I’m a real late comer to Twitter, because the 140 character format always put me off and I didn’t really understand what the point was. A couple of months back I decided to give it a try, and haven’t regretted it at all. Here are some of my reflections so far on the use of Twitter for academic purposes.
What does Twitter add to the academic experience?
There are a lot of lively communities and supportive hash tag feeds on Twitter for academic work, especially for PhD students. Here are some to check out: #phdchat, #phdforum, #phdadvice, #acwri, #socphd, #phdconf and #esrcphd.
You can also check out discipline specific hash tags, such as #anthropology, #sociology, #law or #economics.
In these feeds, you’ll also find links to a lot of resources on academic writing, how to use social media to promote your research, how to maximise the impact of your work, and how to develop your academic career.
Networking and collaboration
I’ve already connected with several academics, many working in fields related to my research interests. Most of the feeds outlined above have weekly or biweekly chat sessions, where academics get together to discuss a topic selected by members through an online voting process. This is a good forum for discussing different topics and connecting to others in your field.
Live news on academic issues
Twitter presents a convient way of keeping up to date on academic news originating from a broad range of sources. Create different lists according to your preferences, and get news about #highered from online magazines, leading academics, research councils and institutes, and higher education institutions.
For this to work well, you need to spend a bit of time organising the user names you are following, and categorising them into lists that are useful for you.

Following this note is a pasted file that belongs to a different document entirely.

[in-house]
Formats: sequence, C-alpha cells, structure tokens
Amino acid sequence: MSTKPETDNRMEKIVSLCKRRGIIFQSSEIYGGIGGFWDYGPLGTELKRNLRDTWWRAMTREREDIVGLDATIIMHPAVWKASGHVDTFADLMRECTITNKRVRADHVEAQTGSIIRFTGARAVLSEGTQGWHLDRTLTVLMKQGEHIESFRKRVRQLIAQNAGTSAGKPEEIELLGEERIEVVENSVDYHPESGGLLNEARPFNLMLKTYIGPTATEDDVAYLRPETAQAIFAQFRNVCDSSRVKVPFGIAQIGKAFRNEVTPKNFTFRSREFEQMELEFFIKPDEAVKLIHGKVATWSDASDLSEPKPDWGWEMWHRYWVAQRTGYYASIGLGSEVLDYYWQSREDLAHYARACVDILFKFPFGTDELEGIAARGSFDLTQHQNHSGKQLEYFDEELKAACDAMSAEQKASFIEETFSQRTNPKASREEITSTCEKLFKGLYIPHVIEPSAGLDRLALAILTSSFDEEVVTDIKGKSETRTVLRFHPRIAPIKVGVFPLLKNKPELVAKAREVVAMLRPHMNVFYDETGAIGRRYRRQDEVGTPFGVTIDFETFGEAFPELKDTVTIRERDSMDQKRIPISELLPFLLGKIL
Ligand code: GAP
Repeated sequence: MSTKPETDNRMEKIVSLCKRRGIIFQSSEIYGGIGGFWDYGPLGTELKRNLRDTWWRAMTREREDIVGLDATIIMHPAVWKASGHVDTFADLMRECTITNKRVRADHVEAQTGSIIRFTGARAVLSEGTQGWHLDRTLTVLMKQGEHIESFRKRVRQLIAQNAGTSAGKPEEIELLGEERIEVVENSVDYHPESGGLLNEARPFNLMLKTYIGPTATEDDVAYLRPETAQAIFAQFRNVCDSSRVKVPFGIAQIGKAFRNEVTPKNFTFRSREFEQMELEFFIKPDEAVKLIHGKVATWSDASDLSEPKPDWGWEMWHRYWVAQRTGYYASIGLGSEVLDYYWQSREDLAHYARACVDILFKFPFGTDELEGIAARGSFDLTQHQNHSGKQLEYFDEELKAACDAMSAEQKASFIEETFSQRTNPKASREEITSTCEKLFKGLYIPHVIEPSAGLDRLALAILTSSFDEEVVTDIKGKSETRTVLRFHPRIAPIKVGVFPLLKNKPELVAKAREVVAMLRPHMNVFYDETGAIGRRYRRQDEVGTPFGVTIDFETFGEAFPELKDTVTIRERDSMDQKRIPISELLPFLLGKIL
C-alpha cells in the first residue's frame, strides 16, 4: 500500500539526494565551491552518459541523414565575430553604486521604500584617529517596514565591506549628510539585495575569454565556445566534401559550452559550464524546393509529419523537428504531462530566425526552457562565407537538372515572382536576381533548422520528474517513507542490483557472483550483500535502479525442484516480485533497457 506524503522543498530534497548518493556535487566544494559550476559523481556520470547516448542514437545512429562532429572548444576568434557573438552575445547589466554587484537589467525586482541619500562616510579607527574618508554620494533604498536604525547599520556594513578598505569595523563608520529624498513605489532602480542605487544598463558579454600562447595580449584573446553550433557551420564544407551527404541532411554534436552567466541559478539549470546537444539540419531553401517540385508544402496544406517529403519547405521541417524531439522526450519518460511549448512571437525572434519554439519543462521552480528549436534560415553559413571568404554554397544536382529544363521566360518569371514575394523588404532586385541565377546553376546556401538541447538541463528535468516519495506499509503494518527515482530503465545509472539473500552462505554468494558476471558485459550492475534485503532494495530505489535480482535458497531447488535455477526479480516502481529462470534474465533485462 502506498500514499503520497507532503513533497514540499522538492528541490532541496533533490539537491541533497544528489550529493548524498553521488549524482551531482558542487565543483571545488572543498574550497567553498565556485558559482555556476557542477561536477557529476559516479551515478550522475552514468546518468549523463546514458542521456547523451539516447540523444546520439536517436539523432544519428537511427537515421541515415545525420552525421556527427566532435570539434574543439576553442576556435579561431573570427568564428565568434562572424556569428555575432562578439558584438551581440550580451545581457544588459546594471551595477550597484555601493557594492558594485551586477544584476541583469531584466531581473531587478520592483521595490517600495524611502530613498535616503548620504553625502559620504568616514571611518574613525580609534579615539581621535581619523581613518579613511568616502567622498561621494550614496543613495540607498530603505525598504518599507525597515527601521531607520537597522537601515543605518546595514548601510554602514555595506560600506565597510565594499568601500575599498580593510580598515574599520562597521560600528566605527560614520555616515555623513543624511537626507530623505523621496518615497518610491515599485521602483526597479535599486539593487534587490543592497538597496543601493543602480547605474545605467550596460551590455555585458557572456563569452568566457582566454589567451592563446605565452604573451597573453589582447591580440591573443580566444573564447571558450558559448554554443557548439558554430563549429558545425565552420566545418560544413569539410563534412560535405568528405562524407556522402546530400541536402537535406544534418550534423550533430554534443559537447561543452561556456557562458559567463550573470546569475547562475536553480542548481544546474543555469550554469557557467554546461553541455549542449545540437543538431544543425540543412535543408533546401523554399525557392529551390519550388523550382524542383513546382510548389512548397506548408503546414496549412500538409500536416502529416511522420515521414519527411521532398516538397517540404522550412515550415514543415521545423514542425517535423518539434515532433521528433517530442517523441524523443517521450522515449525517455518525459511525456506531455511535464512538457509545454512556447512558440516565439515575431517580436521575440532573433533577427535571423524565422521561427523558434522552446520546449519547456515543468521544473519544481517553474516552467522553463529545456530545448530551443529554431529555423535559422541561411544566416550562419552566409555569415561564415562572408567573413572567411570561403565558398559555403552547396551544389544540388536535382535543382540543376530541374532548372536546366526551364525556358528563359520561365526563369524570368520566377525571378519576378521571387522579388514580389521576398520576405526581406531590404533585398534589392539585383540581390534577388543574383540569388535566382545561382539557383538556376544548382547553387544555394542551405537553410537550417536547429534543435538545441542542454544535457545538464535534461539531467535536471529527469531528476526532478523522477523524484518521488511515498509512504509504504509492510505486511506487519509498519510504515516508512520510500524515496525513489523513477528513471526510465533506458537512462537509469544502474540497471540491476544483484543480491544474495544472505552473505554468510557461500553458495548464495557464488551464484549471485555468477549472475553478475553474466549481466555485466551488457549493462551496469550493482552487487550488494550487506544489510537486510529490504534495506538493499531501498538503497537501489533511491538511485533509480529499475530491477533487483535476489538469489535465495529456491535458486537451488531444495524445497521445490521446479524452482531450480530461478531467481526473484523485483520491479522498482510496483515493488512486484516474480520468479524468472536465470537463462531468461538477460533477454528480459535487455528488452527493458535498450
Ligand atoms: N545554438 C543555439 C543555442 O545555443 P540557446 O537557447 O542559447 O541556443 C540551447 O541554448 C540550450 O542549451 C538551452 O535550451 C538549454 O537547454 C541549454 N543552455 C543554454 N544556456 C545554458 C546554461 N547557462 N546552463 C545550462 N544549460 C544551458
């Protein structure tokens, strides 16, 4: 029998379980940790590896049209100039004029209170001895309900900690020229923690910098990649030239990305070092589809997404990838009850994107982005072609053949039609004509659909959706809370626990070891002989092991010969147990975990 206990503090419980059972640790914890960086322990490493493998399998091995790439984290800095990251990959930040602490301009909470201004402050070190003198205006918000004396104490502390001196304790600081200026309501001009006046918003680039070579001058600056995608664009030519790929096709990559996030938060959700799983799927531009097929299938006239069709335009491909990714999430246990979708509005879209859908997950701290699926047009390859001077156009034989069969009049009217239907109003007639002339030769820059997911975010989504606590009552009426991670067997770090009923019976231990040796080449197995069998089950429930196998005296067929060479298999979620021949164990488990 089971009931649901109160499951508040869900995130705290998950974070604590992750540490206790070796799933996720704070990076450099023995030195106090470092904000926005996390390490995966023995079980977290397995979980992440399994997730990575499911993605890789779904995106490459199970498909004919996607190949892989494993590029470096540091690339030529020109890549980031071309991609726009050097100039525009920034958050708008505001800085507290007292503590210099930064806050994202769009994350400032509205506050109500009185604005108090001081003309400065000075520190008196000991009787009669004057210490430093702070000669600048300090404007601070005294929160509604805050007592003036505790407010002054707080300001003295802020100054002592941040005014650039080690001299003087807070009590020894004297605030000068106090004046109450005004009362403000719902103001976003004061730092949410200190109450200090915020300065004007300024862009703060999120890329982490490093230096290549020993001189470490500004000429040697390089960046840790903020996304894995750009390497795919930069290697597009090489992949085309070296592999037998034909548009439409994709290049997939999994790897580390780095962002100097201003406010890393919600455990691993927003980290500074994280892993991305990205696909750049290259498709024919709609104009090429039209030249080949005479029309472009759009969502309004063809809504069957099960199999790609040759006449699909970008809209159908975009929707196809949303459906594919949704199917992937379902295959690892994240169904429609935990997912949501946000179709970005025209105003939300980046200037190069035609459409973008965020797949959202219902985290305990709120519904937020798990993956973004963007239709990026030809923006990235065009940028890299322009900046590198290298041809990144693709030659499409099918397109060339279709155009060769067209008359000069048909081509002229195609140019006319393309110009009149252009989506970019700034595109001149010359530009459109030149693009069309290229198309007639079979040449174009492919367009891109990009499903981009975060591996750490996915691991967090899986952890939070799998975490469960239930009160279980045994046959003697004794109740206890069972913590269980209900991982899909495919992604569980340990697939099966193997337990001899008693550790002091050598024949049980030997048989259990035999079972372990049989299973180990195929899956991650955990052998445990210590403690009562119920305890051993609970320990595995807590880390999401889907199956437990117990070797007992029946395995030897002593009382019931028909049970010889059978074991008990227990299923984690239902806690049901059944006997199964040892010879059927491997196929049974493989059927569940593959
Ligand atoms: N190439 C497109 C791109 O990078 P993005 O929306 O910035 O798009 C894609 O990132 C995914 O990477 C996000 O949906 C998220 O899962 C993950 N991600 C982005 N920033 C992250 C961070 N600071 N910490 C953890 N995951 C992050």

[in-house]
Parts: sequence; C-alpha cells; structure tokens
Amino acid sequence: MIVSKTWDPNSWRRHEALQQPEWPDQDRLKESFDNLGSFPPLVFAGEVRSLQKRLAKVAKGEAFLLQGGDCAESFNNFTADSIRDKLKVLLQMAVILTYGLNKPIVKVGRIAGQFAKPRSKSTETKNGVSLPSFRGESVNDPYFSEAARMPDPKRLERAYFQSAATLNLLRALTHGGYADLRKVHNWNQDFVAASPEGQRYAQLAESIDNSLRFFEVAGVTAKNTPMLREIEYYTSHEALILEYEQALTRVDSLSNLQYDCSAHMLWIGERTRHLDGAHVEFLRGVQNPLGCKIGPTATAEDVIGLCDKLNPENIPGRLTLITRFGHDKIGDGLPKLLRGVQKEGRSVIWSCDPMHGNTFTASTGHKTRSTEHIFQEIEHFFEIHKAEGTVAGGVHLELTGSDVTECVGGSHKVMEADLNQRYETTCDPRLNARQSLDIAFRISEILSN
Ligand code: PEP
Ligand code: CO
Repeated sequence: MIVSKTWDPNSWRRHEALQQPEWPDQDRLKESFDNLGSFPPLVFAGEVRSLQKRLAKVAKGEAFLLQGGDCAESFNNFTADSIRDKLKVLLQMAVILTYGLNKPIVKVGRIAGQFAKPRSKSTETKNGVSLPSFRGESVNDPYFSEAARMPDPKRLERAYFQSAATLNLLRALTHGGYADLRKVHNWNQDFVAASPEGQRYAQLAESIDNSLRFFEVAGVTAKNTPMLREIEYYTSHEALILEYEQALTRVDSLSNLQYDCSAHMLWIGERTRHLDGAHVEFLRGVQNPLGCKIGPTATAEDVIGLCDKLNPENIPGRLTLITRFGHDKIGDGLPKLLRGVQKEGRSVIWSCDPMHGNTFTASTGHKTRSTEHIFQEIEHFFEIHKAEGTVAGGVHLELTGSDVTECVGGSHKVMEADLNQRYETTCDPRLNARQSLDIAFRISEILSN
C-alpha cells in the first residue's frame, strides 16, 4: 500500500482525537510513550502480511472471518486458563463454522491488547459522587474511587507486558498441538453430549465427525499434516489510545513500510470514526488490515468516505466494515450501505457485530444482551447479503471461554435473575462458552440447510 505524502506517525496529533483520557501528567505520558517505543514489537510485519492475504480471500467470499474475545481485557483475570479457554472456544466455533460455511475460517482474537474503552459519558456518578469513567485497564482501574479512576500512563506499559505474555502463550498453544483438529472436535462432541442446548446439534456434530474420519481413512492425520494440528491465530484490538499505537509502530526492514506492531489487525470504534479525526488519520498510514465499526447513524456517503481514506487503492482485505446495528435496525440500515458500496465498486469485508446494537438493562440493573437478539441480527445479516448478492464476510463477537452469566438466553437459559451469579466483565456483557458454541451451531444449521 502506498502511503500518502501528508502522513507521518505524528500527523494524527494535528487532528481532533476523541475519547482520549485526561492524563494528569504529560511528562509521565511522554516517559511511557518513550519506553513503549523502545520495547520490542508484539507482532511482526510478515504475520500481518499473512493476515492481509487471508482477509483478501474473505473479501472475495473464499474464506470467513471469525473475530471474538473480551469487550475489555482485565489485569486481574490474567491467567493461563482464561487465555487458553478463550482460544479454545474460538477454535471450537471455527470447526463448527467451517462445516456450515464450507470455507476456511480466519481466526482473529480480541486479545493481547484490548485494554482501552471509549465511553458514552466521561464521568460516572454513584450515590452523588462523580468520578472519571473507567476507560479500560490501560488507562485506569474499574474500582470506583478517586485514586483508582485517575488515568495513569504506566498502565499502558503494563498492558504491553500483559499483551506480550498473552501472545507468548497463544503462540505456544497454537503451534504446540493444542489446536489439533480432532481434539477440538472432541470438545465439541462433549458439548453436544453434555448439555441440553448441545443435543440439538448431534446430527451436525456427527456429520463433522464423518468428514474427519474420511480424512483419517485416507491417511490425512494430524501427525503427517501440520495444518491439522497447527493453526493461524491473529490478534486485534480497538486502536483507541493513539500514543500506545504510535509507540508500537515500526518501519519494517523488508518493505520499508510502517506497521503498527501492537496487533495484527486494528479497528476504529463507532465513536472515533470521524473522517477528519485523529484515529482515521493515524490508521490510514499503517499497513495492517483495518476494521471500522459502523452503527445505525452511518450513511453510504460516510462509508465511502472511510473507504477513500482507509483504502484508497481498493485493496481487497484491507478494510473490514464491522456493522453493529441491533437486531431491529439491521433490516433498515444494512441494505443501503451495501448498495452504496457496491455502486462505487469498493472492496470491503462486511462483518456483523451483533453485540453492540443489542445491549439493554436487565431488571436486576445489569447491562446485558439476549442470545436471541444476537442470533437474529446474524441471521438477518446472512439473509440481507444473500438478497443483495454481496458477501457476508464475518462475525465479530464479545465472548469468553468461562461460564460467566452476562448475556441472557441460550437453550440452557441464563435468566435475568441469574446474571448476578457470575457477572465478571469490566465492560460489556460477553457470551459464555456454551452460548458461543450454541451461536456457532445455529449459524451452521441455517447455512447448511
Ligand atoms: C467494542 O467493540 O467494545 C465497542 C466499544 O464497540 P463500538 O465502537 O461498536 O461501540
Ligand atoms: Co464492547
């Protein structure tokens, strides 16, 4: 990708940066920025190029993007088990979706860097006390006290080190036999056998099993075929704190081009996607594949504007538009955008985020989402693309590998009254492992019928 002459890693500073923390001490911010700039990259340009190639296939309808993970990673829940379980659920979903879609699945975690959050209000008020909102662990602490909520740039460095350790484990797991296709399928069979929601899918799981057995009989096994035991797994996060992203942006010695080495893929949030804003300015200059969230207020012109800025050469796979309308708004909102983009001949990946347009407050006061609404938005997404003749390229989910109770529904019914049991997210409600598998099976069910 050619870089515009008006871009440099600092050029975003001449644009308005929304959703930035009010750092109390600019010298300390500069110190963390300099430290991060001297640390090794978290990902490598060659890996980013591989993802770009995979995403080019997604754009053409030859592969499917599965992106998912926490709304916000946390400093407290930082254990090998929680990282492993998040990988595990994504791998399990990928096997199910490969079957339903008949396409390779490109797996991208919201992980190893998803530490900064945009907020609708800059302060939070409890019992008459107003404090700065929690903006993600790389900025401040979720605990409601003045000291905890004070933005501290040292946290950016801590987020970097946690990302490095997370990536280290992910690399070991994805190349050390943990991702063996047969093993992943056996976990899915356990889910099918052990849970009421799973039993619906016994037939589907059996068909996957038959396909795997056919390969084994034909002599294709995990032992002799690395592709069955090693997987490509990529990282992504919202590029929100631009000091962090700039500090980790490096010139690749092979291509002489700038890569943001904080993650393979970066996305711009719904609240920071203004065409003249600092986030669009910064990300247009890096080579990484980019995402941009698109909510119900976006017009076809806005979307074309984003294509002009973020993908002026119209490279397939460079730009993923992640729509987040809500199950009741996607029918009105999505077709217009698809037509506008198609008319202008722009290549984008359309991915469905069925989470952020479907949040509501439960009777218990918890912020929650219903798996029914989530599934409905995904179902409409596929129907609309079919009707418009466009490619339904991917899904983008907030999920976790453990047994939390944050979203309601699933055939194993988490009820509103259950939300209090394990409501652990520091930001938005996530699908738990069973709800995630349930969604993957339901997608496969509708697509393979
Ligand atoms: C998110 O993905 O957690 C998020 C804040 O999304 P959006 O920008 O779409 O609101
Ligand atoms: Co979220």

A couple of times now, I’ve sent out some tweets asking for help on how to address questions I have about the apps I use for academic work. Within a couple of hours, the answers come back to me from the Twitter universe. It’s very convenient, and you can simply tap in to the massive amount of experiences and resources that the people on Twitter represent. It’s like an online version of karma – you contribute out to the community when you have something to share, and then something will (hopefully) come back your way when you need it.
For more on tweeting for academics, check out LSE’s guide to using Twitter in university research, teaching, and impact activities:
Apps for tweeting
After trying out the stock Twitter app, TweetDeck and TweetBot, I have settled on the latter for both mac and iPad. It’s feature packed, easy to navigate, helpfully suggests to auto complete hash tags and references to twitter user names, makes it easy to switch between different lists and hash tags, and has (in my opinion, this is of course very subjective) a nice user interface. Sync between mac and iPad is so far seamless. I miss the ability to easily swipe between different columns offered by TweetDeck, and I also miss the option of seeing retweets and new followers, which both TweetDeck and the stock Twitter app offer (on mac, you can ask TweetBot to send this information to your notifications, though). I’ve placed feature requests on both with TweetBot, and hoping they will eventually appear. An app I haven’t tested but which is getting excellent reviews is Twitterrific.
For those who’d like to connect, I can be found @iExpand.